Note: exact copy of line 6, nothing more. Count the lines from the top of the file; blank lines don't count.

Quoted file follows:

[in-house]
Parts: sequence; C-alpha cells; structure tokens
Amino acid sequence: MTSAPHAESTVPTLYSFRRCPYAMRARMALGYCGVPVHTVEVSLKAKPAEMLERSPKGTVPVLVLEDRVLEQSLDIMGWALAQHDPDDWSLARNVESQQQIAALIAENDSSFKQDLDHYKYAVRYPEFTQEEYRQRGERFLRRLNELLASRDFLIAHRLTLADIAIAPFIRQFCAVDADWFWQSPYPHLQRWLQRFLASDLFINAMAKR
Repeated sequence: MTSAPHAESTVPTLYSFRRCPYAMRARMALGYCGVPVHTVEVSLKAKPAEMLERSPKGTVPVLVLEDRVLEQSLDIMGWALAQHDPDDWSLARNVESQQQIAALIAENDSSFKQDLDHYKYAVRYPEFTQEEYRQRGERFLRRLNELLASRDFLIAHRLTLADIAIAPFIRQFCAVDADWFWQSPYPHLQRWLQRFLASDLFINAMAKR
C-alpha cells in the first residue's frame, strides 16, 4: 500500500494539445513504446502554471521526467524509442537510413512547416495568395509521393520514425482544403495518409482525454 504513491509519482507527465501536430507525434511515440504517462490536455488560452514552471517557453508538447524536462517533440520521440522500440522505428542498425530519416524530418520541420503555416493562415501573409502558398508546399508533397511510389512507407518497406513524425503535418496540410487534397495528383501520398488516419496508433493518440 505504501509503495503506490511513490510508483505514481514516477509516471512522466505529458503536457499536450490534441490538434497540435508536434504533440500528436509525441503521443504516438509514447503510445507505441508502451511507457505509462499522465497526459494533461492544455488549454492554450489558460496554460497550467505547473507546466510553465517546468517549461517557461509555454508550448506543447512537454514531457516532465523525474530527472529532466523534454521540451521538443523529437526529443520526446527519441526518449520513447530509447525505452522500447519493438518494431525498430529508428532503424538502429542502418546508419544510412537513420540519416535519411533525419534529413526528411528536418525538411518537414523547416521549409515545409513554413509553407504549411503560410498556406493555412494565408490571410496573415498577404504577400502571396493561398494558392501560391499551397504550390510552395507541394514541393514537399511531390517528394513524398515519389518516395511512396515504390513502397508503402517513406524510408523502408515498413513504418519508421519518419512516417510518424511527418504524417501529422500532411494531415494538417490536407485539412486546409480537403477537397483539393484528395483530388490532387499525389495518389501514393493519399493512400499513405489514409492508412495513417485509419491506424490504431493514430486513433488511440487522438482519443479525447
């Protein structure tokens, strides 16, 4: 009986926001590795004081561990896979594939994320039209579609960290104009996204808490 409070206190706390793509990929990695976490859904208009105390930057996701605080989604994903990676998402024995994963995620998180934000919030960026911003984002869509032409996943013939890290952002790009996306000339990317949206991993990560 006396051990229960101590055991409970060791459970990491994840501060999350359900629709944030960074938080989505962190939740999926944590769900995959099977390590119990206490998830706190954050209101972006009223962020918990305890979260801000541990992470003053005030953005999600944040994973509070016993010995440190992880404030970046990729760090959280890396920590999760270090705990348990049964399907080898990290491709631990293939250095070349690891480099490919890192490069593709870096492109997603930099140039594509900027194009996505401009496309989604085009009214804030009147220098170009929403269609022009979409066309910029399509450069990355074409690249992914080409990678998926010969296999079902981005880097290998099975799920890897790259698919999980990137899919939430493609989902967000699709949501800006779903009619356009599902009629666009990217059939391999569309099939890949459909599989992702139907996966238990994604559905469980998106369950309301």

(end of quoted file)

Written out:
């Protein structure tokens, strides 16, 4: 009986926001590795004081561990896979594939994320039209579609960290104009996204808490 409070206190706390793509990929990695976490859904208009105390930057996701605080989604994903990676998402024995994963995620998180934000919030960026911003984002869509032409996943013939890290952002790009996306000339990317949206991993990560 006396051990229960101590055991409970060791459970990491994840501060999350359900629709944030960074938080989505962190939740999926944590769900995959099977390590119990206490998830706190954050209101972006009223962020918990305890979260801000541990992470003053005030953005999600944040994973509070016993010995440190992880404030970046990729760090959280890396920590999760270090705990348990049964399907080898990290491709631990293939250095070349690891480099490919890192490069593709870096492109997603930099140039594509900027194009996505401009496309989604085009009214804030009147220098170009929403269609022009979409066309910029399509450069990355074409690249992914080409990678998926010969296999079902981005880097290998099975799920890897790259698919999980990137899919939430493609989902967000699709949501800006779903009619356009599902009629666009990217059939391999569309099939890949459909599989992702139907996966238990994604559905469980998106369950309301």